Dome blog barely scratched the colorful surface
My blog a month ago on the paint job on the State House dome barely scratched the surface of the colorful controversy.
I reported then that while painters had discovered the original color of parts of the dome were yellow (called “straw” in one of the original 18th century designs), the state was going to repaint it white as it had been for at least 100 years.
In Sunday’s Baltimore Sun, Jonathan Pitts went at great lengths to talk to the historic preservationists who want to restore the original colors to the iconic dome.
Unfortunately, in the online version of the story, it’s a bit difficult to find the photo illustration that dominated the front page of the print edition, showing the State House in yellow. But it was shared in a photo gallery inside.
Online, there was also a lengthy sidebar giving a tour of the dome that wasn’t in the print edition – at the least not the one delivered in Columbia.
But the sidebar – and the documentation from the Maryland State Archives – undermines one of the key assertions at the top of the lead article. It said those yellow and blue colors were what George Washington saw when he resigned his commission in 1783 to the Congress meeting in Annapolis under the Articles of Confederation, and when that same Congress ratified the Treaty of Paris there the following year.
The problem is the exterior of the dome as we see it today was not completed until four years later. So Washington and Thomas Jefferson and the other Founding Fathers probably just saw the crummy little cupola that the dome replaced.
So the State House then as now is a work in progress. It is not just a historic building frozen in time, like the House of Burgesses in Williamsburg or the beautiful old Pennsylvania State House in Philadelphia — the building long-called Independence Hall.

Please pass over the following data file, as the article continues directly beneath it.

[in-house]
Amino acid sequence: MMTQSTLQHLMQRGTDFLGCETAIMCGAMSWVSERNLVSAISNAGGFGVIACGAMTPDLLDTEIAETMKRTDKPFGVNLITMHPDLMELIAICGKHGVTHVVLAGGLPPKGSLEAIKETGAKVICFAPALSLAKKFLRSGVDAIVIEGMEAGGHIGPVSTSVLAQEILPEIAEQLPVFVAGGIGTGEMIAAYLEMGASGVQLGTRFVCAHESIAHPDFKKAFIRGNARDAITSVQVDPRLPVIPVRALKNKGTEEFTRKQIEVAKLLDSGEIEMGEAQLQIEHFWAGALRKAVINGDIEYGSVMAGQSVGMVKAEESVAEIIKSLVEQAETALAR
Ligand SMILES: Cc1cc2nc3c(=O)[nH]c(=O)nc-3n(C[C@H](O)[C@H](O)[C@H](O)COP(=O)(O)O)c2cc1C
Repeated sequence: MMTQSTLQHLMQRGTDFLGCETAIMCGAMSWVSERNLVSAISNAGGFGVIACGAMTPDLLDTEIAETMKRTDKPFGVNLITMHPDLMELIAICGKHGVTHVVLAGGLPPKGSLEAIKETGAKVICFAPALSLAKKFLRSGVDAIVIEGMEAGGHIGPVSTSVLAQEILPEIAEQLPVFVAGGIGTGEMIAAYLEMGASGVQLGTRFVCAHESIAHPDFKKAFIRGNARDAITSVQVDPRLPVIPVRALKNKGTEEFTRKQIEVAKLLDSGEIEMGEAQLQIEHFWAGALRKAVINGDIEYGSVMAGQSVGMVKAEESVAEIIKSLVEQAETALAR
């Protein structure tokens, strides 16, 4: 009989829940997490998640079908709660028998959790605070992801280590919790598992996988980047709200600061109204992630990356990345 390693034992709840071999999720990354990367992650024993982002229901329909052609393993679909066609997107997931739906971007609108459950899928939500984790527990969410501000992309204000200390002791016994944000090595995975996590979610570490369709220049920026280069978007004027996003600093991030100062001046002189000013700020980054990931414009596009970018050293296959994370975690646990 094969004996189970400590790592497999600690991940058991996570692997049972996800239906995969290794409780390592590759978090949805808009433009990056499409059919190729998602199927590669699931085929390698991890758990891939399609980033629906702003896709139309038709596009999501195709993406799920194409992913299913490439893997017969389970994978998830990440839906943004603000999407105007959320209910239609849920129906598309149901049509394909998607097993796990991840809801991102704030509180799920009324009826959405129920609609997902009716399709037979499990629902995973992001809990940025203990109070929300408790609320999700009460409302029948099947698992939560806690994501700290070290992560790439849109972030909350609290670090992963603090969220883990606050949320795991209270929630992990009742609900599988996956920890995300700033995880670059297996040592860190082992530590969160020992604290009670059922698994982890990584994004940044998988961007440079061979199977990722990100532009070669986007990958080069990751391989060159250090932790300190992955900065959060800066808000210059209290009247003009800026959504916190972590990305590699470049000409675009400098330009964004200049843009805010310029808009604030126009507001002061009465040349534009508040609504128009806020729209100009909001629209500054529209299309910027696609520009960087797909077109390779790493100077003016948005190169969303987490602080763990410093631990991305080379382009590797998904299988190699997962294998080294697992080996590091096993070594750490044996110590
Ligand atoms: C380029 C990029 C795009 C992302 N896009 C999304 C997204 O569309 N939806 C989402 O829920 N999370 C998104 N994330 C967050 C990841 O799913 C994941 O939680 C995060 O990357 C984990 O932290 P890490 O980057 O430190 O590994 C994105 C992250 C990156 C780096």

The folks in charge of the State House seems to love its history about as much as anyone, but as a building that’s been used for many functions over the years, there is not just one period that marks it as “historic.” The old Senate chamber, where Gen. Washington acknowledged the pre-eminence of the civilian government, has long been under restoration to how it looked in 1783. (Exactly when will that be finished?)
And in the last two years, the old House chamber has been refurbished for $3.1 million to how it looked in the late 19th century.
The current chambers of the House of Delegates and Senate, with those impressive steps leading up to massive doors, were added in 1903 to what was then the back of the State House.
By then the dome had apparently been white for 60 years, whether to save money or to conform to architectural styles.
Apparently, the preservationists will continue to wage their largely invisible fight. But the state officials with the power have already decided. The dome’s been painted white for 180 years, and white it shall remain.